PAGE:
I already made a post here on how to install Python interpreter and Python libraries, so we will dive right into vROps APIs.

Retrieve the List of vROps Adapters

To get the list of all installed vROps adapters we need to make a GET REST call using the “get” method from Requests library:

import requests
from requests.auth import HTTPBasicAuth

akUrl = 'https://vrops/suite-api/api/adapterkinds'
ak = requests.get(akUrl, auth=HTTPBasicAuth('user', 'pass'))

In this code snippet using the “import” command we specify that we are using Requests library, as well as its implementation of basic HTTP authentication. Then we request the list of vROps adapters using the “get” method from Request library, and save the XML response into the “ak” variable. Add “verify=False” to the list of the get call parameters if you struggle with SSL certificate issues.

As a result you will get the full list of vROps adapters in the format similar to the following. So how do we navigate that? Using ElementTree XML library.

Parsing XML Response Sequentially

vRealize Operations Manager returns REST API responses in XML format. ElementTree lets you parse these XML responses to find the data you need, which you can output in a human-readable format, such as CSV and then import into an Excel spreadsheet.

Parsing XML tree requires traversing from top to bottom. You start from the root element:

import xml.etree.ElementTree as ET

akRoot = ET.fromstring(ak.content)

Then you can continue by iterating through child elements using nested loops:

for adapter in akRoot:
  print adapter.tag, adapter.attrib['key']
    for adapterProperty in adapter:
      print, adapterProperty.text

Childs of <ops:adapter-kinds> are <ops:adapter-kind> elements. Childs of <ops:adapter-kind> elements are <ops:name>, <ops:adapterKindType>, <ops:describeVersion> and <ops:resourceKinds>. So the output of the above code will be:

name Citrix NetScaler Adapter
adapterKindType GENERAL
describeVersion 1
resourceKinds citrix_netscaler_adapter_instance
resourceKinds appliance

As you could’ve already noticed, all XML elements have tags and can additionally have attributes and associated text. From above example:

  • Tags: adapter-kind, name, adapterKindType
  • Attribute: key
  • Text: Citrix NetScaler Adapter, GENERAL, 1

Finding Interesting Elements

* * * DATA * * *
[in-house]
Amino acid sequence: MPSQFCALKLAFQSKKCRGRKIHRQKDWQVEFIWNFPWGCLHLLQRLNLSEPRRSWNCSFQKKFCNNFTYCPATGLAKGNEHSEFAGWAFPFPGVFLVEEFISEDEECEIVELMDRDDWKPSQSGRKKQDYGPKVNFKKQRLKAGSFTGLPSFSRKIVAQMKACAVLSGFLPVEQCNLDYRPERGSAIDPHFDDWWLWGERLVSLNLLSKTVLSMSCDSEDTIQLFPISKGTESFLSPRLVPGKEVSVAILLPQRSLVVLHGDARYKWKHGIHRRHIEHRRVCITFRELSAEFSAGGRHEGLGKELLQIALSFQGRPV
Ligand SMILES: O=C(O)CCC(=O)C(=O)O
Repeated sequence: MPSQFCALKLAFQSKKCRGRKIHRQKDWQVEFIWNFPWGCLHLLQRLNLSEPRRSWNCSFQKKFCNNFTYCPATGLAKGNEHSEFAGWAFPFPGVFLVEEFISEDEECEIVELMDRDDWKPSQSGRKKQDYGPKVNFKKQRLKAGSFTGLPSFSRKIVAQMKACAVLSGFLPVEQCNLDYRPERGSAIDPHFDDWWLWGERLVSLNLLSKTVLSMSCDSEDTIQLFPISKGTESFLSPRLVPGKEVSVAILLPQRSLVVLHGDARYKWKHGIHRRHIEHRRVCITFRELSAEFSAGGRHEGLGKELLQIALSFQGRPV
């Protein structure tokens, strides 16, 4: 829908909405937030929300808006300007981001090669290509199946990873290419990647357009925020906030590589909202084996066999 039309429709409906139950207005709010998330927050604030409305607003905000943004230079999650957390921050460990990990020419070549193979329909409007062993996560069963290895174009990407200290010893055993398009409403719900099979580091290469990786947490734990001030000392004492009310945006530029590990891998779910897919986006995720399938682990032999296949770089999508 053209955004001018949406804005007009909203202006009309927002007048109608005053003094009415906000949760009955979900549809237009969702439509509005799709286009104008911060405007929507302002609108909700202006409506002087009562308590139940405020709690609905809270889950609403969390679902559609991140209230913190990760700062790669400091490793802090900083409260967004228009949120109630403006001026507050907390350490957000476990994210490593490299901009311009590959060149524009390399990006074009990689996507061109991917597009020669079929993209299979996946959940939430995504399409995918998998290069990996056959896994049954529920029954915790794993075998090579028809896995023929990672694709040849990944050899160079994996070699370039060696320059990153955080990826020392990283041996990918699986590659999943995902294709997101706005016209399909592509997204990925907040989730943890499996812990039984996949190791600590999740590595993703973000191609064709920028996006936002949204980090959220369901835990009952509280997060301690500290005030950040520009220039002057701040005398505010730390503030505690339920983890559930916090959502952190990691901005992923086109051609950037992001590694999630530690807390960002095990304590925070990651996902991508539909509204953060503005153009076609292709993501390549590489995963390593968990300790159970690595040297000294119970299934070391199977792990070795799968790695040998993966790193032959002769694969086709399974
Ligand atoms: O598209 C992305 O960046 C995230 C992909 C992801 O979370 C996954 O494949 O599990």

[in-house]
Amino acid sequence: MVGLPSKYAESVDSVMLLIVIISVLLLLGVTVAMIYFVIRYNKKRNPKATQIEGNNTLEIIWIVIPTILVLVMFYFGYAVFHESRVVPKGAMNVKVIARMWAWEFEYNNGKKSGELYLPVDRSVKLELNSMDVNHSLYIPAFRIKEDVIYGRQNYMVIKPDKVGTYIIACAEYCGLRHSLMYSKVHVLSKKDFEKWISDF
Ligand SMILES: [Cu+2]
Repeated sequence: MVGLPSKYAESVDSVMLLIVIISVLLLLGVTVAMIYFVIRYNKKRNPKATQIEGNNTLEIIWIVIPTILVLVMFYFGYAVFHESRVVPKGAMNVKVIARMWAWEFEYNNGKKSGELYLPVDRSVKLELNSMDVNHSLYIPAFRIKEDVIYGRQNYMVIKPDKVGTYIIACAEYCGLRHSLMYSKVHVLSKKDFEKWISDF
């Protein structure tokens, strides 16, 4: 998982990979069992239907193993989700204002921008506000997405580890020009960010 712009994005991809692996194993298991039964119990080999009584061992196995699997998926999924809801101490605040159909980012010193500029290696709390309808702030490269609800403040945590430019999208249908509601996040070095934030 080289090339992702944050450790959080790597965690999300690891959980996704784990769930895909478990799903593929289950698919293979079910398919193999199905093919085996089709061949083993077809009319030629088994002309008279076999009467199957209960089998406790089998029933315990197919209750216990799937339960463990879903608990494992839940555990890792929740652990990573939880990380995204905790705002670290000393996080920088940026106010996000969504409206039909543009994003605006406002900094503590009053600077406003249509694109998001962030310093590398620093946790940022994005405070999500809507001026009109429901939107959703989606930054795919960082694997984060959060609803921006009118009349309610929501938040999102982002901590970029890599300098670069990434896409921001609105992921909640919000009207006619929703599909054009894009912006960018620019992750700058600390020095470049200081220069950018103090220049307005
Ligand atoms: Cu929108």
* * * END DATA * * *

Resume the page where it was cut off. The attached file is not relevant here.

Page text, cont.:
Typically you are looking for specific information and don’t need to traverse the whole XML tree. So instead of walking through the tree sequentially, you can iterate trough interesting elements using the “iterfind” method. For instance if we are looking only for adapter names, the code would look as the following:

ns = {'vrops': ''}
for akItem in akRoot.iterfind('vrops:adapter-kind', ns):
  akNameItem = akItem.find('vrops:name', ns)
  print akNameItem.text

All elements in REST API responses are usually prefixed with a namespace. To avoid using the long XML element names, such as, ElementTree methods support using namespaces, that can be then passed as a variable, as the “ns” variable in this code snippet.

Resulting output will be similar to:

Citrix NetScaler Adapter
Dell EMC PowerEdge
Dell Storage Adapter
EP Ops Adapter
F5 BIG-IP Adapter
HP Servers Adapter

Additional Information

I intentionally tried to keep this post short to give you all information required to start using Python to parse REST API responses in XML format.

I have written two scripts that are more practical and shared them on my GitHub page here:

  • – extracts adapters, object types and number of objects. Script gives you an idea of what is actually being monitored in vROps, by providing the number of objects you have in your vROps instance for each adapter and object type.
  • – extracts adapters, object types, alert names, criticality and impact. As opposed to the first script, this script provides the list of alerts for each adapter and object type, which is helpful to identify potential alerts that can be triggered in vROps.

Feel free to download these scripts from GitHub and play with them or adapt them according to your needs.